Hormone-sensitive lipase deficiency disturbs the fatty acid composition of mouse testis PROSTAGLANDINS LEUKOTRIENES AND ESSENTIAL FATTY ACIDS Casado, M. E., Pastor, O., Mariscal, P., Canfran-Duque, A., Martinez-Botas, J., Kraemer, F. B., Lasuncion, M. A., Martin-Hidalgo, A., Busto, R. 2013; 88 (3): 227-233


Hormone-sensitive lipase (HSL) is a key enzyme in the mobilization of fatty acids from intracellular stores. In mice, HSL deficiency results in male sterility caused by a major defect in spermatogenesis. The testes contain high concentrations of PUFA and specific PUFA are essential for spermatogenesis. We investigated the fatty acid composition and the mRNA levels of key enzymes involved in fatty acid metabolism in testis of HSL-knockout mice. HSL deficiency altered fatty acid composition in the testis but not in plasma. The most important changes were decreases in the essential n-6 PUFA LNA and the n-3 PUFA ALA, and an increase in the corresponding synthesis intermediates C22:4n-6 and C22:5n-3 without changes in DPAn-6 or DHA acids. Mead acid, which has been associated with an essential fatty acid deficit leading to male infertility, was increased in the testis from HSL-knockout mice. Moreover, the expression of SCD-1, FADS1, and FADS2 was increased while expression of ELOVL2, an essential enzyme for the formation of very-long PUFA in testis, was decreased. Given the indispensability of these fatty acids for spermatogenesis, the changes in fatty acid metabolism observed in testes from HSL-knockout male mice may underlie the infertility of these animals.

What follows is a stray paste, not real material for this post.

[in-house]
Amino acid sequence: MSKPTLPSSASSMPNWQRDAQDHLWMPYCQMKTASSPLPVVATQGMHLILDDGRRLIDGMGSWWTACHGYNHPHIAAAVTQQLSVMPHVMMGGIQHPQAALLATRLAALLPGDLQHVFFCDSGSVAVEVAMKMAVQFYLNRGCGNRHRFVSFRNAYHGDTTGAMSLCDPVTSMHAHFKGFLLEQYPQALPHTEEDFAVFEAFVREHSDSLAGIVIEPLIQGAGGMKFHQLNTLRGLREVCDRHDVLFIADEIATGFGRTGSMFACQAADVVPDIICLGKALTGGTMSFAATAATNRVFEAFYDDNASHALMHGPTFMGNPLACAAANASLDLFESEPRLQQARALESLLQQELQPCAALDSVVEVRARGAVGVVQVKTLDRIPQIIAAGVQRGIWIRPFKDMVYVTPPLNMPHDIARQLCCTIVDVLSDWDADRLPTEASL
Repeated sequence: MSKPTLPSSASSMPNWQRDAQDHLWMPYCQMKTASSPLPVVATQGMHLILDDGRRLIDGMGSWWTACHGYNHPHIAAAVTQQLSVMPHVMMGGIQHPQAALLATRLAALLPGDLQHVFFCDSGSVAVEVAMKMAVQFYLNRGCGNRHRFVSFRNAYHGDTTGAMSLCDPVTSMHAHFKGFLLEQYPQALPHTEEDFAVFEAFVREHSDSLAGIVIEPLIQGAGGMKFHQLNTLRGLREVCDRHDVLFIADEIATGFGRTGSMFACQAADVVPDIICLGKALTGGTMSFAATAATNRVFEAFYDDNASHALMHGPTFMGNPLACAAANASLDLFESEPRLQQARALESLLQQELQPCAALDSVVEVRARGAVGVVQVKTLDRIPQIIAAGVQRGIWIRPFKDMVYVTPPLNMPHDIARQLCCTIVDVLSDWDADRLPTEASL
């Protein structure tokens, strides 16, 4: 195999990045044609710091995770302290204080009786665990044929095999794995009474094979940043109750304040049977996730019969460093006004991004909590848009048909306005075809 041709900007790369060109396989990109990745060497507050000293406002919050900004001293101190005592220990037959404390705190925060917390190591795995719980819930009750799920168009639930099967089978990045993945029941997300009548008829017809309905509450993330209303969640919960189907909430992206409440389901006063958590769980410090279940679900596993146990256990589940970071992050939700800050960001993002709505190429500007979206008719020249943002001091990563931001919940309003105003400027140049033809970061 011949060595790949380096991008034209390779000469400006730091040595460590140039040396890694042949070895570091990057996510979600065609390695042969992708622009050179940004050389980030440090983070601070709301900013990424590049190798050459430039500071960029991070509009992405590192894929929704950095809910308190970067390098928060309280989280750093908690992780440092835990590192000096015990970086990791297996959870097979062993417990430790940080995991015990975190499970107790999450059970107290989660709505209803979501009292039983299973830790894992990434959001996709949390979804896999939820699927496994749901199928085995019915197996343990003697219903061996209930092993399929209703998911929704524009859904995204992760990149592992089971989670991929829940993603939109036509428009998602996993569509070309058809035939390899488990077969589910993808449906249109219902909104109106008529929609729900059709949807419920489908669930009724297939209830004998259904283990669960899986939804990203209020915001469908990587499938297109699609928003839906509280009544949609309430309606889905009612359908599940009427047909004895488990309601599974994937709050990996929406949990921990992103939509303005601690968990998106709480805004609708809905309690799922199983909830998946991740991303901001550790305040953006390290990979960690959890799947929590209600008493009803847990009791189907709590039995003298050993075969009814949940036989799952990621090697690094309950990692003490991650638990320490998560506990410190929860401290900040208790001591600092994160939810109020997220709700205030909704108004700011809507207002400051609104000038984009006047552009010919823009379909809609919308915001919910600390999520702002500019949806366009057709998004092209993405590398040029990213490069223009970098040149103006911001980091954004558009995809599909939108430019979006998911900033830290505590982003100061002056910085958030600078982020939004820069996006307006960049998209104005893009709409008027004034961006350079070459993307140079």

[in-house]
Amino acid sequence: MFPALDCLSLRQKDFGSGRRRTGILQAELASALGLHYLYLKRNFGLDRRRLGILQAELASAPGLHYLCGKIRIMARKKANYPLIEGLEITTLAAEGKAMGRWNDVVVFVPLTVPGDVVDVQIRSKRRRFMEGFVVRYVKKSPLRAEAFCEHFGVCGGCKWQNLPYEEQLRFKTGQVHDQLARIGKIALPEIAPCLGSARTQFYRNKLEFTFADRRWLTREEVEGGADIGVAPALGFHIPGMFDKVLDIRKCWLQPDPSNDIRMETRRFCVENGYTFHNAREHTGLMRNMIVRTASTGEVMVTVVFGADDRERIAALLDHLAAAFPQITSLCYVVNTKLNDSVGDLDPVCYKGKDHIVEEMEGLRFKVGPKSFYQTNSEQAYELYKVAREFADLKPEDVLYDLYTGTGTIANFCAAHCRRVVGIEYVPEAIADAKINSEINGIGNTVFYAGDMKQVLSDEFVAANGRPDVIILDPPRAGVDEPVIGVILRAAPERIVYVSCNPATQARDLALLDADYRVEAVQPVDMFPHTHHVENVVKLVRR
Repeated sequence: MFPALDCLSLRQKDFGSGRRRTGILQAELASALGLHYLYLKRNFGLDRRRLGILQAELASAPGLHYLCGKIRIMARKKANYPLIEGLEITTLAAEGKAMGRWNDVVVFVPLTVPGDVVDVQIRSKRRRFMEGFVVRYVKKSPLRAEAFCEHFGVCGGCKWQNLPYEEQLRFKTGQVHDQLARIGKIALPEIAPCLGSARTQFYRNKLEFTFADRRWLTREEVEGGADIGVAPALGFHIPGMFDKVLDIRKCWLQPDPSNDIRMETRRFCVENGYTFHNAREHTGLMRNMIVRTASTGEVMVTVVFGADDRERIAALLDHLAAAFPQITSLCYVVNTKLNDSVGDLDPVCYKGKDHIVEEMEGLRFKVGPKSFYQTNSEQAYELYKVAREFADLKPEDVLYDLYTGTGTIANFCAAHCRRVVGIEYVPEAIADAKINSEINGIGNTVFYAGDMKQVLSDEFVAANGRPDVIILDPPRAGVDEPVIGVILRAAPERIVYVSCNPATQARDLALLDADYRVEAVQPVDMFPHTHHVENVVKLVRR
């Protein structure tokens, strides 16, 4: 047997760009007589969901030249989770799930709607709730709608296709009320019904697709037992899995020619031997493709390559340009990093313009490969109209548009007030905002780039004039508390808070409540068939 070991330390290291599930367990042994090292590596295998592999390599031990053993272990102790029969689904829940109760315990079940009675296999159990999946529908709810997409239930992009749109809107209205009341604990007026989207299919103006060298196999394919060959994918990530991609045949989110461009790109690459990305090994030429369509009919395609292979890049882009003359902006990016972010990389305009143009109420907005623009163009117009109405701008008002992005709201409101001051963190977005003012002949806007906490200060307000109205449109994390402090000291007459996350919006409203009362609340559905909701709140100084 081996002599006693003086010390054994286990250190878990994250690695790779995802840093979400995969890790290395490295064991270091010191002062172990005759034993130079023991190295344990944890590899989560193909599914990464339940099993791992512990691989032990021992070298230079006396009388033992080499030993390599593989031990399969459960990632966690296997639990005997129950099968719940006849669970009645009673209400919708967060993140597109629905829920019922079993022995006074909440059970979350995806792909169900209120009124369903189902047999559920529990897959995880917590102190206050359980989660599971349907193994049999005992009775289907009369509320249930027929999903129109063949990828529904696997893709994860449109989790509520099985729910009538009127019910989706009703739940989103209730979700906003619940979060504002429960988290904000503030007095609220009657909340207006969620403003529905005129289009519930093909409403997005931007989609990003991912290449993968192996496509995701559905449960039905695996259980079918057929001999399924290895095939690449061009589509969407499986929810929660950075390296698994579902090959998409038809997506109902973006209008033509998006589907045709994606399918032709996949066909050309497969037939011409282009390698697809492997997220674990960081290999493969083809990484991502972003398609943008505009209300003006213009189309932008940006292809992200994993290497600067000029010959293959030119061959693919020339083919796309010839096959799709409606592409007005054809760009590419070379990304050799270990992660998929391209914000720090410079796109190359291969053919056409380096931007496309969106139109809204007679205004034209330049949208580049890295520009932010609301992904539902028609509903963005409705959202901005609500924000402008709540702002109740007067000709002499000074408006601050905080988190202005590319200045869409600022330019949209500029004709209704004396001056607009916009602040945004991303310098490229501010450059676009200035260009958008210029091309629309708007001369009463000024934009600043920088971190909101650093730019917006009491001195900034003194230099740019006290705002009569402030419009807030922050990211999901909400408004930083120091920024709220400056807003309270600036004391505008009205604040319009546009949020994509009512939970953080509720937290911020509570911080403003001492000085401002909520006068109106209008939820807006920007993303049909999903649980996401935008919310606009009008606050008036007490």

View details for DOI 10.1016/j.plefa.2012.12.005

View details for Web of Science ID 000316425700005

View details for PubMedID 23369366